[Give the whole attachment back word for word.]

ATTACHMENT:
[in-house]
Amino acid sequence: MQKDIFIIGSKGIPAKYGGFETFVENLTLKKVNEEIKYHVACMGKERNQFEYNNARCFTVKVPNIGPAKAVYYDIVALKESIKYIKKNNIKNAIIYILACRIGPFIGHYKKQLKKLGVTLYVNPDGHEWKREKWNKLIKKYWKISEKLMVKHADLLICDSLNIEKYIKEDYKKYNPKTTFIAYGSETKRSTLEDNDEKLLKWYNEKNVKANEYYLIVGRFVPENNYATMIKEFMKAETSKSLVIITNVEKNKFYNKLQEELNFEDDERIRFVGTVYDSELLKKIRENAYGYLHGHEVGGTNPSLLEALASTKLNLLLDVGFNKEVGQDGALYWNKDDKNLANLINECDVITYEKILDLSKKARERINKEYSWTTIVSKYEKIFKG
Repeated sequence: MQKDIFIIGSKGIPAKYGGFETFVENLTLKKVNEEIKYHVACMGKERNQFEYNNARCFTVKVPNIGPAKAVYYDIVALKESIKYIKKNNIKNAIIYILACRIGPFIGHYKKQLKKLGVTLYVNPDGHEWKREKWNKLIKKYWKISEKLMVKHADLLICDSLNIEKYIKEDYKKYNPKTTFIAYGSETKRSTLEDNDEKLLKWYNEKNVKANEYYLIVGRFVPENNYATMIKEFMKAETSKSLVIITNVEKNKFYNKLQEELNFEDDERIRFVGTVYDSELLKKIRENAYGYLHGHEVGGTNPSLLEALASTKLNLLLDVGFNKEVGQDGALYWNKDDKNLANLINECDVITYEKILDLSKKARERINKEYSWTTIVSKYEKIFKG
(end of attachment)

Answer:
[in-house]
Amino acid sequence: MQKDIFIIGSKGIPAKYGGFETFVENLTLKKVNEEIKYHVACMGKERNQFEYNNARCFTVKVPNIGPAKAVYYDIVALKESIKYIKKNNIKNAIIYILACRIGPFIGHYKKQLKKLGVTLYVNPDGHEWKREKWNKLIKKYWKISEKLMVKHADLLICDSLNIEKYIKEDYKKYNPKTTFIAYGSETKRSTLEDNDEKLLKWYNEKNVKANEYYLIVGRFVPENNYATMIKEFMKAETSKSLVIITNVEKNKFYNKLQEELNFEDDERIRFVGTVYDSELLKKIRENAYGYLHGHEVGGTNPSLLEALASTKLNLLLDVGFNKEVGQDGALYWNKDDKNLANLINECDVITYEKILDLSKKARERINKEYSWTTIVSKYEKIFKG
Repeated sequence: MQKDIFIIGSKGIPAKYGGFETFVENLTLKKVNEEIKYHVACMGKERNQFEYNNARCFTVKVPNIGPAKAVYYDIVALKESIKYIKKNNIKNAIIYILACRIGPFIGHYKKQLKKLGVTLYVNPDGHEWKREKWNKLIKKYWKISEKLMVKHADLLICDSLNIEKYIKEDYKKYNPKTTFIAYGSETKRSTLEDNDEKLLKWYNEKNVKANEYYLIVGRFVPENNYATMIKEFMKAETSKSLVIITNVEKNKFYNKLQEELNFEDDERIRFVGTVYDSELLKKIRENAYGYLHGHEVGGTNPSLLEALASTKLNLLLDVGFNKEVGQDGALYWNKDDKNLANLINECDVITYEKILDLSKKARERINKEYSWTTIVSKYEKIFKG